Adam Smith and President Trump
By Marvin Zonis
Joseph A. Morris (email@example.com) reminds us that Adam Smith was born on this day in 1723. Morris restates perhaps the most famous (and, I find, thrilling) lines from Smith’s The Wealth of Nations:
"It is not from the benevolence of the butcher, the brewer, or the baker, that we expect our dinner, but from their regard to their own interest. We address ourselves, not to their humanity but to their self-love, and never talk to them of our own necessities but of their advantages."
Morris goes on to observe:
“Political calculations are usually zero-sum matters; one side wins, the other side loses. Economic transactions are rarely zero-sum propositions; in most commercial transactions each party sees himself as having received a benefit and made a profit.
“It is no surprise, therefore, that Smith was an abolitionist and an opponent of bigotry.”
Surely, as Smith and Morris point out, the bigot loses, at least from the perspective of economic efficiency.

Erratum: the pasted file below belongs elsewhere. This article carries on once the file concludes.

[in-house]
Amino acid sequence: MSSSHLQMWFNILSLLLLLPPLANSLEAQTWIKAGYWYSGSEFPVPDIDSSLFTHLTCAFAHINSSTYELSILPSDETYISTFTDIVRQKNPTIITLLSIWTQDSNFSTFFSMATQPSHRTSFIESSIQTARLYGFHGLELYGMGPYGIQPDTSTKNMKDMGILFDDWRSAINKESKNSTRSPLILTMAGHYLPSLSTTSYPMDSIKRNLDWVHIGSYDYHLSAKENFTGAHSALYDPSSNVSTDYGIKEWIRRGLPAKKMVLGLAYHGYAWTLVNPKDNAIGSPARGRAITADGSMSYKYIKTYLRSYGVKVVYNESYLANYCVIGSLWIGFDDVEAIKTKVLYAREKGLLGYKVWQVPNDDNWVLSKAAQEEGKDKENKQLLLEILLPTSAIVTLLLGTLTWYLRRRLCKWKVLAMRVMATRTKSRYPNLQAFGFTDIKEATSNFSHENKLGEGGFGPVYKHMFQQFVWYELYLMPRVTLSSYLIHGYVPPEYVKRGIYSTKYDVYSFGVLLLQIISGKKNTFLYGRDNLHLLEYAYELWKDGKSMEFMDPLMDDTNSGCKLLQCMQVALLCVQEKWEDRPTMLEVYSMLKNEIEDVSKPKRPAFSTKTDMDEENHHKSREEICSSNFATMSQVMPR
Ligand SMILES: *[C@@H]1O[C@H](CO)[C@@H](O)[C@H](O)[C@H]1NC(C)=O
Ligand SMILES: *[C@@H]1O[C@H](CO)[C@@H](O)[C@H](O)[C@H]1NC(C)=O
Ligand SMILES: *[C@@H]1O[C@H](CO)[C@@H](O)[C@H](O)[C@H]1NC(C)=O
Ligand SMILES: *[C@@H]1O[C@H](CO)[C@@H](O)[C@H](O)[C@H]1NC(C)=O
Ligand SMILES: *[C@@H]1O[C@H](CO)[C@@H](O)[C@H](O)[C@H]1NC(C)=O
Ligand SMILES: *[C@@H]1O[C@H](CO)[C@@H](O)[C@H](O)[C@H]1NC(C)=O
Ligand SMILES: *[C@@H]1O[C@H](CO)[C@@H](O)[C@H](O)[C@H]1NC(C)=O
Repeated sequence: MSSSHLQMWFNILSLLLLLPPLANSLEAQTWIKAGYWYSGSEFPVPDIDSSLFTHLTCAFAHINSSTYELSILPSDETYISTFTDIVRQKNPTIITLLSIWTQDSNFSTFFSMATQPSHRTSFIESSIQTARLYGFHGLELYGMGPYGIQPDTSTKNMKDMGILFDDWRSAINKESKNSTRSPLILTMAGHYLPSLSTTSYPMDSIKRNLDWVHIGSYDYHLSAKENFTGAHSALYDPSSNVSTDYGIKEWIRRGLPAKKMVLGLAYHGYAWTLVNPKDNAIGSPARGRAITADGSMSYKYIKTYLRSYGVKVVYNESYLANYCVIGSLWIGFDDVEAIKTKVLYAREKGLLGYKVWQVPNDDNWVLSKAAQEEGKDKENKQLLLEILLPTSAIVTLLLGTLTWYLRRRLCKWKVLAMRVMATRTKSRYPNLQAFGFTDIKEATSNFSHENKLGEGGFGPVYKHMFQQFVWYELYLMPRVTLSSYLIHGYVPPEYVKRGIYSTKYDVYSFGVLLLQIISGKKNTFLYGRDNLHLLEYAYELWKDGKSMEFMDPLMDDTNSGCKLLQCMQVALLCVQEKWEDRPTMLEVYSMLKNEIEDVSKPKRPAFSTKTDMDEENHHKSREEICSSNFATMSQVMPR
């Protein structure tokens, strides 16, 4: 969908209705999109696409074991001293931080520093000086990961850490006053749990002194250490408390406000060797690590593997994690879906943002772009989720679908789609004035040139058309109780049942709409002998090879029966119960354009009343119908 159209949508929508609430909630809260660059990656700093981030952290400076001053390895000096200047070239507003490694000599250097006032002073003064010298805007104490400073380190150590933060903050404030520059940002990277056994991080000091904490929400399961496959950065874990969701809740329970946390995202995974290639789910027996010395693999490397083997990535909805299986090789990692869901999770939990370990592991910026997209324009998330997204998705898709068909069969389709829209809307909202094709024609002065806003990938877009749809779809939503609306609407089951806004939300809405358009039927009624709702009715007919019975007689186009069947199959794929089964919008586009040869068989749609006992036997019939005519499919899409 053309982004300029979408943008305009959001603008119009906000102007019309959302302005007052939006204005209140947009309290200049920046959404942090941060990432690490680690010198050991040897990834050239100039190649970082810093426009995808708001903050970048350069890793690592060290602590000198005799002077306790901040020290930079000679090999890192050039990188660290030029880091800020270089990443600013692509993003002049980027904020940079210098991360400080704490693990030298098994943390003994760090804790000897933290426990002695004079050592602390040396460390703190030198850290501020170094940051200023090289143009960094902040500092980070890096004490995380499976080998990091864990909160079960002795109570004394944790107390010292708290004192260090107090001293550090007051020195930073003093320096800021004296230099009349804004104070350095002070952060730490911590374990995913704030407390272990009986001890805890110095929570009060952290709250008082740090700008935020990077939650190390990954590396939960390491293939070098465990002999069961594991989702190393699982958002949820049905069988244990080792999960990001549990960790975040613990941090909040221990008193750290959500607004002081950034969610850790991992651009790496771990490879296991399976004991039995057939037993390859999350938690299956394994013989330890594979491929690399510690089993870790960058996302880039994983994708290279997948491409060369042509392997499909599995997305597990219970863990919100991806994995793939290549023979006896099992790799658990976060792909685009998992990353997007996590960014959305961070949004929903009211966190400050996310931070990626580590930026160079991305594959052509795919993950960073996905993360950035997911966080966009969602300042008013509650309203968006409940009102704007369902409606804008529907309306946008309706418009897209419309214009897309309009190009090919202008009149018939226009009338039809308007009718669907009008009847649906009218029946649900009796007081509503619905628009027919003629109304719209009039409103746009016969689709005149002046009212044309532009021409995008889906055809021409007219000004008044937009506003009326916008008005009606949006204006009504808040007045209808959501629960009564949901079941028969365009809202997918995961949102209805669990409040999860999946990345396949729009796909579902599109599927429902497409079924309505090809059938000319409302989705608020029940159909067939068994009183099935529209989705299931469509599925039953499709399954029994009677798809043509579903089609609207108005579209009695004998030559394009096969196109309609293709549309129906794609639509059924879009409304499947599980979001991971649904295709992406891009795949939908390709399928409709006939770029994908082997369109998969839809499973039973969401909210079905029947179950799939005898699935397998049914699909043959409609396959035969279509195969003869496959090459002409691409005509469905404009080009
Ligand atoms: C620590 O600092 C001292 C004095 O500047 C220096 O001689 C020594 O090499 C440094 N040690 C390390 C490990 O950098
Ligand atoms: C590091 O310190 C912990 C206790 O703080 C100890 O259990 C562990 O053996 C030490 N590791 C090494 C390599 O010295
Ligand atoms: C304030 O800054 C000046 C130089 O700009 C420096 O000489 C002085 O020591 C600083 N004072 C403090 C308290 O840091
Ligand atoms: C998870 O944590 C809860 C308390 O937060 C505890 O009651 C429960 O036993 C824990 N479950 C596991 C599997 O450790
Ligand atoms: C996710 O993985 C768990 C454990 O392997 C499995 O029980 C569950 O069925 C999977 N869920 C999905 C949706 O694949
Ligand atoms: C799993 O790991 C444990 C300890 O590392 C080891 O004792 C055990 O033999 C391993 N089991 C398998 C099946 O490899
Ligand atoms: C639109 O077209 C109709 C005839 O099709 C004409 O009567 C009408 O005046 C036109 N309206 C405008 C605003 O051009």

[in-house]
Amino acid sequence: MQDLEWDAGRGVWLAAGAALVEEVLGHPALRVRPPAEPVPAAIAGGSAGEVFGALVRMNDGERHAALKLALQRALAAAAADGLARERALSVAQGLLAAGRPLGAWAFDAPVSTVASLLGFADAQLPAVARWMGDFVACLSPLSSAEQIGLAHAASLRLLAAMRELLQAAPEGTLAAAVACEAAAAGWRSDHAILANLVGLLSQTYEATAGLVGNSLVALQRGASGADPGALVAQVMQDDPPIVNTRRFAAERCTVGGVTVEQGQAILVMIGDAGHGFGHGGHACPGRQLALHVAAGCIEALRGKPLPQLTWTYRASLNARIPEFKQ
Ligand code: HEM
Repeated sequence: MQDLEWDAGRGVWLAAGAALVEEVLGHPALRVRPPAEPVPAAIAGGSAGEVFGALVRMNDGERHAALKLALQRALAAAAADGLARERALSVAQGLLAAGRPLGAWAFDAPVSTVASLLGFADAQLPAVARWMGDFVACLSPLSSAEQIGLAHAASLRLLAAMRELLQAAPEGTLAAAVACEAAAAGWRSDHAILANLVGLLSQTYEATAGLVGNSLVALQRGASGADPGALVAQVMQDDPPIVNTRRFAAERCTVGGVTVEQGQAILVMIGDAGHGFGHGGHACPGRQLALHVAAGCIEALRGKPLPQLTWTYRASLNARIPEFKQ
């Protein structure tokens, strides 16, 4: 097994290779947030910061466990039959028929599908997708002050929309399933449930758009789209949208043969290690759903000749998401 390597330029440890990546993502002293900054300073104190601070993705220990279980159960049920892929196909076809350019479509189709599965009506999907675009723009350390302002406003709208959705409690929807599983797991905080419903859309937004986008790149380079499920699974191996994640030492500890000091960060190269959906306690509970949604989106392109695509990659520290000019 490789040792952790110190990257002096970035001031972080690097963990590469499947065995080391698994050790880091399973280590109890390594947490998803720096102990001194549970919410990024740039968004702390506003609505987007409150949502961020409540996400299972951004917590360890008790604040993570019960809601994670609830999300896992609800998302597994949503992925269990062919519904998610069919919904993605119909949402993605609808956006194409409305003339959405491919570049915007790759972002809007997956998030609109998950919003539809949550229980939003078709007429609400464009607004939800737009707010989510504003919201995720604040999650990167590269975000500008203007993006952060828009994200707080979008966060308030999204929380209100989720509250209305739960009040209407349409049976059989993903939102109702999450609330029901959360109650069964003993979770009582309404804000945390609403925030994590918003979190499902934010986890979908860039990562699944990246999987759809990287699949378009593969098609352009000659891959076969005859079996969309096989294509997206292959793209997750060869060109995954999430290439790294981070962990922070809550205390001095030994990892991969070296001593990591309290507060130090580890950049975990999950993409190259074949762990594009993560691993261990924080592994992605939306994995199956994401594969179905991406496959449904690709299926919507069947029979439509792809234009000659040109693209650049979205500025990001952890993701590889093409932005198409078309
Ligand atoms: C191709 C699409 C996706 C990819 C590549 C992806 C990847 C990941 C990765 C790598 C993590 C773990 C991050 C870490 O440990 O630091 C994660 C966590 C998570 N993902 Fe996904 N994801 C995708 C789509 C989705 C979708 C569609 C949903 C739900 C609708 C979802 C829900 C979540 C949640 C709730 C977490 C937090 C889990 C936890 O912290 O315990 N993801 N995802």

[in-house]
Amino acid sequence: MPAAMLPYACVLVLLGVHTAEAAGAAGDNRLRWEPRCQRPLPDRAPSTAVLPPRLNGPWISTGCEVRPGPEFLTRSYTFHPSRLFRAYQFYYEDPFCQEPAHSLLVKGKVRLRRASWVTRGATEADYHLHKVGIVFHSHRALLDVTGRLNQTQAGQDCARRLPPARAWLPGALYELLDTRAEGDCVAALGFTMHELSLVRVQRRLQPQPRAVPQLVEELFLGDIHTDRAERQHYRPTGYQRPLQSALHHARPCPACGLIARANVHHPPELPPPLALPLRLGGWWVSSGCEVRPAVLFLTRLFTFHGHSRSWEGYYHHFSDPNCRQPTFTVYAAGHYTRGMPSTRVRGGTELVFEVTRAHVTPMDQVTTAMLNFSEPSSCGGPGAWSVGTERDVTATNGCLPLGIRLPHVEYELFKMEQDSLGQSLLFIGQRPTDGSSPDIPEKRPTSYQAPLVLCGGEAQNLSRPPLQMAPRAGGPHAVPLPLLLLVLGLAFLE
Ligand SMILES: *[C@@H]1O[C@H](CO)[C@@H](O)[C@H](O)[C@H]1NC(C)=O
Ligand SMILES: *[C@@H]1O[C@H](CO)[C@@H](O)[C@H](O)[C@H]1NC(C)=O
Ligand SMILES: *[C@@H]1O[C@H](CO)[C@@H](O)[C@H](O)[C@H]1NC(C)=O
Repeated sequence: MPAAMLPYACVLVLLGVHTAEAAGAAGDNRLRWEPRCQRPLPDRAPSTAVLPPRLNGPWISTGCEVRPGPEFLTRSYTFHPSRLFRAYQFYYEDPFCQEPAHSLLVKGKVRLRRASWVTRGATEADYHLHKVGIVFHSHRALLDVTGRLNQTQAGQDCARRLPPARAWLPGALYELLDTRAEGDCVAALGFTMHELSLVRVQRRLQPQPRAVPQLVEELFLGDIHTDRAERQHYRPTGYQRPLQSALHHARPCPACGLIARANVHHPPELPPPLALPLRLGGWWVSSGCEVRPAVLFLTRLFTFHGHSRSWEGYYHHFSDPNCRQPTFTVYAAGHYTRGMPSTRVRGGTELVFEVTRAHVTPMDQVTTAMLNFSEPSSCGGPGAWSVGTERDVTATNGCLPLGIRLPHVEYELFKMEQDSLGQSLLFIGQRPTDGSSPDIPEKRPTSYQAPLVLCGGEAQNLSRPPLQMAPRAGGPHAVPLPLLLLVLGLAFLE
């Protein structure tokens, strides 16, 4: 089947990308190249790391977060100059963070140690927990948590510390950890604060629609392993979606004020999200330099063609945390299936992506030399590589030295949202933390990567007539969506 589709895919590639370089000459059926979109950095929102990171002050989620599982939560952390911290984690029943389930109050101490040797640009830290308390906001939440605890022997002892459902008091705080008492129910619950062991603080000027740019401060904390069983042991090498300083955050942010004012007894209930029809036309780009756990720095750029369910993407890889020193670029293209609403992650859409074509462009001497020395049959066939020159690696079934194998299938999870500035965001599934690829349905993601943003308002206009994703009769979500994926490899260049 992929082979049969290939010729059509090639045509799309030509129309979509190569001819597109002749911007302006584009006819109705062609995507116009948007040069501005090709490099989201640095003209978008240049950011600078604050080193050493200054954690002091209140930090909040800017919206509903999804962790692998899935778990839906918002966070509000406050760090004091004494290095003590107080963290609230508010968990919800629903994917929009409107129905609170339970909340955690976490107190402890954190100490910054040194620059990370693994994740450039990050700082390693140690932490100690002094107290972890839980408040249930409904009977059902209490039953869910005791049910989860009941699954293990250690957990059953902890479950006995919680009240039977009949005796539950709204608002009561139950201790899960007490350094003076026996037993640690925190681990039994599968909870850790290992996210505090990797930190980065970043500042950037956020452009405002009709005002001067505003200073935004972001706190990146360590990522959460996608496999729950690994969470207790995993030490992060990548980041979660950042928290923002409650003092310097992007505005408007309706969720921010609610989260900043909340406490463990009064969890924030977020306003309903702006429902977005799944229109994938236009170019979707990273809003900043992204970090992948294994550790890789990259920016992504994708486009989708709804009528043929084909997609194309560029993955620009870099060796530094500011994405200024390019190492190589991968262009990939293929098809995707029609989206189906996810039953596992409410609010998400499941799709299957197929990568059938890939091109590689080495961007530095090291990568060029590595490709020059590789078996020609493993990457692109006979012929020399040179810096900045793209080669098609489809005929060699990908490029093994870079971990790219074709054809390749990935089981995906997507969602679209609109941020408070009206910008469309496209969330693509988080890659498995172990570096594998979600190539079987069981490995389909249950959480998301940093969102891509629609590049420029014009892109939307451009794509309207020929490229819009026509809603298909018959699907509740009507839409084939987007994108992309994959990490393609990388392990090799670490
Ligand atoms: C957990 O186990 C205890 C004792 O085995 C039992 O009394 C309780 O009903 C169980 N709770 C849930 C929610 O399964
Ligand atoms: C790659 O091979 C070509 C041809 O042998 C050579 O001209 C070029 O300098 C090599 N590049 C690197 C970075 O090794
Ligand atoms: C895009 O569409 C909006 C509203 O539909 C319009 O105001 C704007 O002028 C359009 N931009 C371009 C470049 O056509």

While Morris ends his reminder of Smith with this appropriate thought, I would like to extend Morris’ thought to recent happenings with President Trump.
The President spent his career before the White House as a more or less successful real estate developer – involved in a nearly endless series of commercial transactions.
From that, one would imagine him to have learned Smith’s lesson – that in such transactions both parties can enter a negotiation and complete a transaction and both can be winners.
But now the President is not in a commercial world but in a political world. Here the calculus of winners and losers figures more appropriately.
Nothing exemplifies this more than the President’s call to state governors on June 1, 2020. In that call he demanded that the governors “toughen up” and dominate.
In fact, President Trump repeated the need to “dominate” or “domination” 13 times.
In this political world, there are only winners and losers and the President hates losers.